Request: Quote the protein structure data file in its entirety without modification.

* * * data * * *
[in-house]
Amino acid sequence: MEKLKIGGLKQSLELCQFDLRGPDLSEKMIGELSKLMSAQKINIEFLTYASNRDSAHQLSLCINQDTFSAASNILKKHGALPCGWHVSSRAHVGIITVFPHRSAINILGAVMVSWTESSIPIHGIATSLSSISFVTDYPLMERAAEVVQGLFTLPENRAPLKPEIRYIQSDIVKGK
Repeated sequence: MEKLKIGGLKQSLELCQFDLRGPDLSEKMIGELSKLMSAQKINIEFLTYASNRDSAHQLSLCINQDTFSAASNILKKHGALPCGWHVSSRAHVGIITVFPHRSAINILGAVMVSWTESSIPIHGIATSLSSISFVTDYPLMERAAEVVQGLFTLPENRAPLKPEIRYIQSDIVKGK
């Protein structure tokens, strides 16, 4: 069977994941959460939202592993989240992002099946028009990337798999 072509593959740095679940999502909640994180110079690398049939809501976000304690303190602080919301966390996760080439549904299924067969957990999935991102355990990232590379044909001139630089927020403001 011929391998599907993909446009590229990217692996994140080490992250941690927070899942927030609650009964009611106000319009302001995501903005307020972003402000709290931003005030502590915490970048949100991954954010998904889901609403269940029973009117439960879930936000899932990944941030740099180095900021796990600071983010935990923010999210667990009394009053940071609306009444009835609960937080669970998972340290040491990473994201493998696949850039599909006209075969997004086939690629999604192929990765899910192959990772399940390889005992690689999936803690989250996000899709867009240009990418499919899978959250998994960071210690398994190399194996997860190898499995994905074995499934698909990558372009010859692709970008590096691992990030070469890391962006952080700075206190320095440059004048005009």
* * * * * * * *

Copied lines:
[in-house]
Amino acid sequence: MEKLKIGGLKQSLELCQFDLRGPDLSEKMIGELSKLMSAQKINIEFLTYASNRDSAHQLSLCINQDTFSAASNILKKHGALPCGWHVSSRAHVGIITVFPHRSAINILGAVMVSWTESSIPIHGIATSLSSISFVTDYPLMERAAEVVQGLFTLPENRAPLKPEIRYIQSDIVKGK
Repeated sequence: MEKLKIGGLKQSLELCQFDLRGPDLSEKMIGELSKLMSAQKINIEFLTYASNRDSAHQLSLCINQDTFSAASNILKKHGALPCGWHVSSRAHVGIITVFPHRSAINILGAVMVSWTESSIPIHGIATSLSSISFVTDYPLMERAAEVVQGLFTLPENRAPLKPEIRYIQSDIVKGK
């Protein structure tokens, strides 16, 4: 069977994941959460939202592993989240992002099946028009990337798999 072509593959740095679940999502909640994180110079690398049939809501976000304690303190602080919301966390996760080439549904299924067969957990999935991102355990990232590379044909001139630089927020403001 011929391998599907993909446009590229990217692996994140080490992250941690927070899942927030609650009964009611106000319009302001995501903005307020972003402000709290931003005030502590915490970048949100991954954010998904889901609403269940029973009117439960879930936000899932990944941030740099180095900021796990600071983010935990923010999210667990009394009053940071609306009444009835609960937080669970998972340290040491990473994201493998696949850039599909006209075969997004086939690629999604192929990765899910192959990772399940390889005992690689999936803690989250996000899709867009240009990418499919899978959250998994960071210690398994190399194996997860190898499995994905074995499934698909990558372009010859692709970008590096691992990030070469890391962006952080700075206190320095440059004048005009």